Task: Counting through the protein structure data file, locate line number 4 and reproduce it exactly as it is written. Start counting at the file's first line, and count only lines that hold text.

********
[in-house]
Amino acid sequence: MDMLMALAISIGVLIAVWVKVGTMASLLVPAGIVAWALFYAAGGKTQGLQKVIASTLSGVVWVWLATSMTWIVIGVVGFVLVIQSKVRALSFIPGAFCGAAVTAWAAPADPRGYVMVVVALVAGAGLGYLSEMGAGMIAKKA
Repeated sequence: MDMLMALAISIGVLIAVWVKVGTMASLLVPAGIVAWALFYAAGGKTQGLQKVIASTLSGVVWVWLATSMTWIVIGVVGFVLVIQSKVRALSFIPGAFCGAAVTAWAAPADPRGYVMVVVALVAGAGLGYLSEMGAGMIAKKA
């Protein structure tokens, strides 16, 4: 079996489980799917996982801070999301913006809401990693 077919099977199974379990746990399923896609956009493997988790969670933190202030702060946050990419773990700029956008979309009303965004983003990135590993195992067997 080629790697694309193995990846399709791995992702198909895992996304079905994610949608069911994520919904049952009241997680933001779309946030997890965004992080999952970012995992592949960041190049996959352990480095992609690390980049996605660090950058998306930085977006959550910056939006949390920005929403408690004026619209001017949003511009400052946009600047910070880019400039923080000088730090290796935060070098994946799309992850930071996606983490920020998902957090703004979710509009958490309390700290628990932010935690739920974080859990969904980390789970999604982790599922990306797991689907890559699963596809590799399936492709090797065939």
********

């Protein structure tokens, strides 16, 4: 079996489980799917996982801070999301913006809401990693 077919099977199974379990746990399923896609956009493997988790969670933190202030702060946050990419773990700029956008979309009303965004983003990135590993195992067997 080629790697694309193995990846399709791995992702198909895992996304079905994610949608069911994520919904049952009241997680933001779309946030997890965004992080999952970012995992592949960041190049996959352990480095992609690390980049996605660090950058998306930085977006959550910056939006949390920005929403408690004026619209001017949003511009400052946009600047910070880019400039923080000088730090290796935060070098994946799309992850930071996606983490920020998902957090703004979710509009958490309390700290628990932010935690739920974080859990969904980390789970999604982790599922990306797991689907890559699963596809590799399936492709090797065939």